• What veterinarians know—and physicians might not—is that flu viruses prowl many animal populations besides pigs and birds. Specific strains of dog, whale, mink, and seal flu have all been identified. Given the opportunity, they could blend with the human strain. Although these volatile viruses haven’t, as of this writing, crossed over into human populations, they are being closely tracked by veterinary epidemiologists.
    The 2009 swine flu outbreak was but the latest wave in an ocean of diseases emerging from the jungle, the factory farm, the beach, the backyard bird feeder … perhaps even the doghouse and the litter box. The avian flu scare of 2005, the severe acute respiratory syndrome (SARS) panic of 2003, the monkeypox eruption the same year, the Ebola worry of 1996, the mad cow terror in Great Britain in the late 1980s—exotic zoonoses are nothing new. Think of a big, infectious killer and it’s probably zoonotic, spread or harbored by other animals. Malaria. Yellow fever. HIV. Rabies. Lyme disease. Toxoplasmosis. Salmonella. E. coli. These all started in animals and then jumped into our species. Some spread to us via insects like fleas, ticks, and mosquitoes. Others move around in feces and meat. In some cases, the pathogens leave their animal reservoir, mutate, and evolve into bespoke superbugs especially tailored for human-to-human spread.
    The E. coli–tainted fresh baby spinach that killed three North Americans and sickened more than two hundred in 2006 was traced to the feces of wild pigs in the fields. One of the world’s worst outbreaks of the eerily named Q fever struck the Netherlands in the late 2000s.‡ Thirteen people died and thousands fell ill from the bacterial infection that spread to humans from infected goats on nearby farms.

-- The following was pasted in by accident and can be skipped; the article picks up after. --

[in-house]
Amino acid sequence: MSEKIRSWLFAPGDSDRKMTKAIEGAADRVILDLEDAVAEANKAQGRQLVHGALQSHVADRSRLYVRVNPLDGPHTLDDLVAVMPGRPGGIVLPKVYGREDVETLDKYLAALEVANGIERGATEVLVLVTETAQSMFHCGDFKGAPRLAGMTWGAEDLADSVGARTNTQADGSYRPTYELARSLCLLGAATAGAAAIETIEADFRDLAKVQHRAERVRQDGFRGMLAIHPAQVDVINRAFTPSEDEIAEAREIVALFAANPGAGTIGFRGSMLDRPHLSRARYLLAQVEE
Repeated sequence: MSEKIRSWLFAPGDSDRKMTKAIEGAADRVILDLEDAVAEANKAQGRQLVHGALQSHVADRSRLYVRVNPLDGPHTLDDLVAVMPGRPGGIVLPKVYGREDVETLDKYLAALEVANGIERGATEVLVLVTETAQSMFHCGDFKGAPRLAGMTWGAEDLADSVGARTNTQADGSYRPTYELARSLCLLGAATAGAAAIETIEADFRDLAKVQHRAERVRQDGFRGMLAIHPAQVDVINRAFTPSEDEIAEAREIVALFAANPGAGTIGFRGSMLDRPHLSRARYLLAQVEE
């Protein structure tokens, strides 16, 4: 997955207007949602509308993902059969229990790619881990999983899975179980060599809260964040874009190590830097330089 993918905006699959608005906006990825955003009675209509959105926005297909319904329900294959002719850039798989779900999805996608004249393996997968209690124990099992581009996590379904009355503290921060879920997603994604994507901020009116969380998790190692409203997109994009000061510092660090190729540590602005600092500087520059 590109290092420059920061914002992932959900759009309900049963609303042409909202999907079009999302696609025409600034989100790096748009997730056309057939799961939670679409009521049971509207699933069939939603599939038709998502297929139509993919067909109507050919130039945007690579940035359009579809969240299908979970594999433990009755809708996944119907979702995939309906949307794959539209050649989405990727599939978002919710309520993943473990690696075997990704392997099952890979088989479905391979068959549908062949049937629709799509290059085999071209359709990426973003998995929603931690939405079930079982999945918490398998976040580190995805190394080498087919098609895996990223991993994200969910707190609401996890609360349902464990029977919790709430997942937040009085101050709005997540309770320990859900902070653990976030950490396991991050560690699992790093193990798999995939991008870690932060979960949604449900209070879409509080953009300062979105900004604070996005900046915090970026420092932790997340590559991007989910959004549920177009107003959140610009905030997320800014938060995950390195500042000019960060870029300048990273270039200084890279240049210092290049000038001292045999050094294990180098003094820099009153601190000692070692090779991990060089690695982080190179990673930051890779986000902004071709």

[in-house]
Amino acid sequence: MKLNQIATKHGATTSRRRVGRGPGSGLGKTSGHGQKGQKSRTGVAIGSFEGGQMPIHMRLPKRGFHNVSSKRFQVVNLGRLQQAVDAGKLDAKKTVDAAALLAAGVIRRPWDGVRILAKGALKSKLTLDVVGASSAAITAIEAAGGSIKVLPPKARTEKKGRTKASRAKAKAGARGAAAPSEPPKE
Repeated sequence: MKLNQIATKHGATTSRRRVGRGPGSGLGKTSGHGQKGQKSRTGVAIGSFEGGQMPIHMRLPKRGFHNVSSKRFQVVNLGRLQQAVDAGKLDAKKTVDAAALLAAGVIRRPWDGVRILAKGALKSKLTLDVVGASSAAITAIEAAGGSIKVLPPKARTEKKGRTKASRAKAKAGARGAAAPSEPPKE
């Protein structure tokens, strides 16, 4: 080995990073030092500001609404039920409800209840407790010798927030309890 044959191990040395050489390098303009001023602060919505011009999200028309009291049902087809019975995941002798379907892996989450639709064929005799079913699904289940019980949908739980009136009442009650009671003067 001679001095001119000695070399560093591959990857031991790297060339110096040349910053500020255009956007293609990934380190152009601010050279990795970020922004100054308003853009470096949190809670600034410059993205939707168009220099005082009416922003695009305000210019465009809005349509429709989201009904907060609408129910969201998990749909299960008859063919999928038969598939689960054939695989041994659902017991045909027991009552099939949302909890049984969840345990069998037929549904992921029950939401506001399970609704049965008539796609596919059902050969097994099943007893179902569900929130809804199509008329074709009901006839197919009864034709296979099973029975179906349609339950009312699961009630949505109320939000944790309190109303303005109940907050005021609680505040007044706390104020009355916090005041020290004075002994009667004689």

• 456 syf.
    ·3 günde·Beğendi·9/10
    This book is brilliant. It is a work of genius. It works on so many levels. Most of all, though, the entire book is a brilliant joke. Plus, if you've ever wanted to know what it takes to become the world's hottest lover and most kick-ass ninja-style assassin, then Shibumi lets you in on the secret. First, you need to learn to play Go well; then you have to become fluent in Basque.
    Nicholai Hel is the world’s most wanted man. Born in Shanghai during the chaos of World War I, he is the son of an aristocratic Russian mother and a mysterious German father and is the protégé of a Japanese Go master. Hel survived the destruction of Hiroshima to emerge as the world’s most artful lover and its most accomplished—and well-paid—assassin. Hel is a genius, a mystic, and a master of language and culture, and his secret is his determination to attain a rare kind of personal excellence, a state of effortless perfection known only as shibumi.

    Now living in an isolated mountain fortress with his exquisite mistress, Hel is unwillingly drawn back into the life he’d tried to leave behind when a beautiful young stranger arrives at his door, seeking help and refuge. It soon becomes clear that Hel is being tracked by his most sinister enemy—a supermonolith of international espionage known only as the Mother Company. The battle lines are drawn: ruthless power and corruption on one side, and on the other .